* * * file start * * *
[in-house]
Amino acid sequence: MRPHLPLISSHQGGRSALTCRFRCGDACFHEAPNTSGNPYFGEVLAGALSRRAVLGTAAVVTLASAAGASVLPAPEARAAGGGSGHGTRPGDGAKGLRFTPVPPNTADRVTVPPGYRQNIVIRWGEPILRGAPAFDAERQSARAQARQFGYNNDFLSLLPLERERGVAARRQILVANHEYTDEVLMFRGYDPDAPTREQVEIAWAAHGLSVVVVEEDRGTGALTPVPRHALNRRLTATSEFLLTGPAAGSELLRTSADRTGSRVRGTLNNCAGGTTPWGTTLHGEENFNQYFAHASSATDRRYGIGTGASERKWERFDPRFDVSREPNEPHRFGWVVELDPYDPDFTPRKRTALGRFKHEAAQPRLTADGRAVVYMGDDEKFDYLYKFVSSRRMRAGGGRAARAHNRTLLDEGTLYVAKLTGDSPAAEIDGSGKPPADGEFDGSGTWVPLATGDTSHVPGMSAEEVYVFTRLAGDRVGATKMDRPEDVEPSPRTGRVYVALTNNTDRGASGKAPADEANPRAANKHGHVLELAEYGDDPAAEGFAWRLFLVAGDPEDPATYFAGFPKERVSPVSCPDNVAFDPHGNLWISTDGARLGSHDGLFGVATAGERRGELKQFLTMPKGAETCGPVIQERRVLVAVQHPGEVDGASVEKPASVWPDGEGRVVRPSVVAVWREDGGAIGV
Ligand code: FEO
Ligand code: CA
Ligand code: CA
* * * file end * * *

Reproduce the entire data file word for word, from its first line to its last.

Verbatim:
[in-house]
Amino acid sequence: MRPHLPLISSHQGGRSALTCRFRCGDACFHEAPNTSGNPYFGEVLAGALSRRAVLGTAAVVTLASAAGASVLPAPEARAAGGGSGHGTRPGDGAKGLRFTPVPPNTADRVTVPPGYRQNIVIRWGEPILRGAPAFDAERQSARAQARQFGYNNDFLSLLPLERERGVAARRQILVANHEYTDEVLMFRGYDPDAPTREQVEIAWAAHGLSVVVVEEDRGTGALTPVPRHALNRRLTATSEFLLTGPAAGSELLRTSADRTGSRVRGTLNNCAGGTTPWGTTLHGEENFNQYFAHASSATDRRYGIGTGASERKWERFDPRFDVSREPNEPHRFGWVVELDPYDPDFTPRKRTALGRFKHEAAQPRLTADGRAVVYMGDDEKFDYLYKFVSSRRMRAGGGRAARAHNRTLLDEGTLYVAKLTGDSPAAEIDGSGKPPADGEFDGSGTWVPLATGDTSHVPGMSAEEVYVFTRLAGDRVGATKMDRPEDVEPSPRTGRVYVALTNNTDRGASGKAPADEANPRAANKHGHVLELAEYGDDPAAEGFAWRLFLVAGDPEDPATYFAGFPKERVSPVSCPDNVAFDPHGNLWISTDGARLGSHDGLFGVATAGERRGELKQFLTMPKGAETCGPVIQERRVLVAVQHPGEVDGASVEKPASVWPDGEGRVVRPSVVAVWREDGGAIGV
Ligand code: FEO
Ligand code: CA
Ligand code: CA